ANTELOPE ISLAND -- The state's first hunt for mule deer and bighorn sheep in Antelope Island State Park began Tuesday with no fanfare, ribbon cutting or balloons.
The hunters who had obtained permits through a competitive bid auction to hunt one mule deer and one bighorn sheep were tucked away behind locked gates, where they could not be reached for comment.
Two people doing film work for the hunting parties remained outside the restricted area but were reluctant to talk to the media because of public opposition to the island hunts.
Doyle Moss, of MossBack Guides & Outfitters, who served as guide for Tuesday's hunts, also could not be reached for comment.
It is the first time since the state took ownership of the island in 1981 that the mule deer and bighorn sheep have been taken off the island through a hunt, said, Jeremy Shaw, Antelope Island State Park manager.
The island hunt ends Nov. 24.
For public safety, park rangers will temporarily close off the Frary Peak Trail during the hunts, Shaw said. That area is where most of the wildlife is located this time of year and likely the area where the hunts are to take place, he said.
"We're just making the best of the situation," Shaw said.
Hunters who received permits through a competitive bid auction began Tuesday, and hunters who drew out for a permit will begin their hunt Saturday.
In all, before the hunt is complete, two mule deer and two bighorn sheep will be taken from the island.
The two permits sold through the competitive bid auction generated $283,000, state park officials said.
Of that amount, 90 percent will go back into Antelope Island for wildlife habitat, said Steve Bates, Antelope Island State Park wildlife biologist.
The two hunters who drew out for permits paid $508 for the mule deer permit and $163 for the bighorn sheep permit. The revenues from those permits will go to the Division of Wildlife Resources, said Deena Loyola said, State Parks & Recreation Communications Coordinator.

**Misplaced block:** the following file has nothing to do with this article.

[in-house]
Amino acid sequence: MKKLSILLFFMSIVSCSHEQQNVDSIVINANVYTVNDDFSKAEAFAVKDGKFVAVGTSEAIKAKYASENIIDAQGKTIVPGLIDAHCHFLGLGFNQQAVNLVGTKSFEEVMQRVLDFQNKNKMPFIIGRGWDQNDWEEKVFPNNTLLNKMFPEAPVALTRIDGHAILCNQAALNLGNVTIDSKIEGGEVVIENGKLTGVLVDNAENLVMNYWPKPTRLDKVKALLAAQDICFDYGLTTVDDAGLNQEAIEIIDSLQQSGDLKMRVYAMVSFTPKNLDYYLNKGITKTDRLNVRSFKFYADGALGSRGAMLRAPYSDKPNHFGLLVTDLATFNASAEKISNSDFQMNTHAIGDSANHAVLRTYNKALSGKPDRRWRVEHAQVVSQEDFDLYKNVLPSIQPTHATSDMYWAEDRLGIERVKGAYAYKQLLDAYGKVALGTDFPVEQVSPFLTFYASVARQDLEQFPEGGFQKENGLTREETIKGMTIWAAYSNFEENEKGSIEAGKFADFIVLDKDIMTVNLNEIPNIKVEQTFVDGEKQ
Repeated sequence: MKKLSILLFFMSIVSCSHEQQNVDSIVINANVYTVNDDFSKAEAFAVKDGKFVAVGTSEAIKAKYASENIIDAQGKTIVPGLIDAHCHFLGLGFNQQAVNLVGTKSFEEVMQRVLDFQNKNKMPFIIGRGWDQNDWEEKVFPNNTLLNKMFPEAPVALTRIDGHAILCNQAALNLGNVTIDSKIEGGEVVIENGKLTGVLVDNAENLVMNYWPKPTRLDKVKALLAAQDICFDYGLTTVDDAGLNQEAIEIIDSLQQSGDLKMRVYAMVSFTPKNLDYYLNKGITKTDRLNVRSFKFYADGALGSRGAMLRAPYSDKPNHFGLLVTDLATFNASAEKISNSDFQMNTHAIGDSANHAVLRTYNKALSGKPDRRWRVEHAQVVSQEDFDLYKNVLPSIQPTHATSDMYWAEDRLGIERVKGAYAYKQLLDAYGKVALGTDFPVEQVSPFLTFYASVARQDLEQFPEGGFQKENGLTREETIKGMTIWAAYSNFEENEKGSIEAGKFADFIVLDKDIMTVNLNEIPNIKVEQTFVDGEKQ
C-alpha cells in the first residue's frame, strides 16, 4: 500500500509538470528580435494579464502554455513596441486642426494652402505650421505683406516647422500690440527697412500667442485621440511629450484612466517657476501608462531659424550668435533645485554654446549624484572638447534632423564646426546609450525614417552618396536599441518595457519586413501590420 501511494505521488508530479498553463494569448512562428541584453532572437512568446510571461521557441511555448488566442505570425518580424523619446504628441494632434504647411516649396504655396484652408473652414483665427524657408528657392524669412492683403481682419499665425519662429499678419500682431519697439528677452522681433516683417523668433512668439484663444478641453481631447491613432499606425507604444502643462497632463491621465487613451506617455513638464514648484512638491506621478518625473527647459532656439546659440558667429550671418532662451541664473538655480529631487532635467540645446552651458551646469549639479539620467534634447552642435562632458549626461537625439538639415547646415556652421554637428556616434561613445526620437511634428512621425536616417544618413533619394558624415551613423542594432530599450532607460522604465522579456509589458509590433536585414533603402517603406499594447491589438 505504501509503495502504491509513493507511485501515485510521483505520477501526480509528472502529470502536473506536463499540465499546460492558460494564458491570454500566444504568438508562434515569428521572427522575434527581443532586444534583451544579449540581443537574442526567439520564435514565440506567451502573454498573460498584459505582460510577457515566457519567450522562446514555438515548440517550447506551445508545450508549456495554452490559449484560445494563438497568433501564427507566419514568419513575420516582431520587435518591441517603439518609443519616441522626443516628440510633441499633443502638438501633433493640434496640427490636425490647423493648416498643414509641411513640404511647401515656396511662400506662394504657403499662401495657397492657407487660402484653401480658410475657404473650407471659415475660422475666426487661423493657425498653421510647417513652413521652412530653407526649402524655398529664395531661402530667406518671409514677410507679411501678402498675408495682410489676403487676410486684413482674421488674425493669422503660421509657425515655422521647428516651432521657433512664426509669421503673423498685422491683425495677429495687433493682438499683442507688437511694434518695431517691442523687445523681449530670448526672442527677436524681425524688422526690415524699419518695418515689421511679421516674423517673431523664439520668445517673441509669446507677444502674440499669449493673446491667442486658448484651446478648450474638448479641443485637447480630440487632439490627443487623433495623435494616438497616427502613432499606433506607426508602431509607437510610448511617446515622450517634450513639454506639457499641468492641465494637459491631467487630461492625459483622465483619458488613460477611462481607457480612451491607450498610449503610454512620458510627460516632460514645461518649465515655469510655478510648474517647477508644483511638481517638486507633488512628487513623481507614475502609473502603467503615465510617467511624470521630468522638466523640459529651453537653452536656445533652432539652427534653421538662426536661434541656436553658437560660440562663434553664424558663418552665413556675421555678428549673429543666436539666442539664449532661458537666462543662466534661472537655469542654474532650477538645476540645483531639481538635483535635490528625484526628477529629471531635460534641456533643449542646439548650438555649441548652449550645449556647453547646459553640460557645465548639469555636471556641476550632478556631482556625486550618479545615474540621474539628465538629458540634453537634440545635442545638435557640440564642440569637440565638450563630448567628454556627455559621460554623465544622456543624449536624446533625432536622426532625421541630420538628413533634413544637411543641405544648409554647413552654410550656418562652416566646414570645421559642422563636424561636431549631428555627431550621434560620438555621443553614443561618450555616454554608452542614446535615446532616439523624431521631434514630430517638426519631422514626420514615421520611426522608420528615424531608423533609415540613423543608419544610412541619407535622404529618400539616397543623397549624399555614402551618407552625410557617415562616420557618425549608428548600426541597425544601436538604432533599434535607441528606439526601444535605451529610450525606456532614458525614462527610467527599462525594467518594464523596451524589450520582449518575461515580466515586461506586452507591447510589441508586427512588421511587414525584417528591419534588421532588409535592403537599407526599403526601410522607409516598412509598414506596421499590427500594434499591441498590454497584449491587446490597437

But despite the hunt generating large amounts of revenue, the thought of hunting on the 26,000-acre island draws opposition from one local leader who wants to see the public weigh in on the matter.
Davis County Commissioner Louenda Downs said the island hunts "go against what is the best vision for the island" as it relates to a tourist destination, and do not meet the definition of a hunt, because there is no place for prey to run and hide.
"This is not a hunt for food, but a hunt for a (trophy) head," she said.
However, Downs said she recognizes state parks and recreation has been backed into a corner in holding the revenue-generating hunts because of funding cuts the Legislature has imposed on the division.
To prevent island visitors from encountering the aftermath of the hunts, the state requires the hunters to field dress the animal on-site after the kill and then fully cover it before transporting it off the island.
During a bison bow hunt on the island in December 2010, a Syracuse man witnessed a bison with two arrows in it slowly dying after a hunter was unable, up to that point, to bring the animal down. The bison, in an effort to get away from the hunter, came within view of island visitors using the park's trail system.
Despite the 2010 incident and public opposition to the hunts from Friends of Antelope Island and the Davis Area Convention & Visitor's Bureau, which markets the island for tourism, the State Parks and Recreation Board, by a 5-2 vote in September, approved authorizing a second hunt for island mule deer and bighorn sheep in fall 2012.
Those hunts will take place Nov. 12-21, 2012, Loyola said.
"We understood it was going to be a one-year thing," Downs said of the board's decision to extend the hunts for 2012.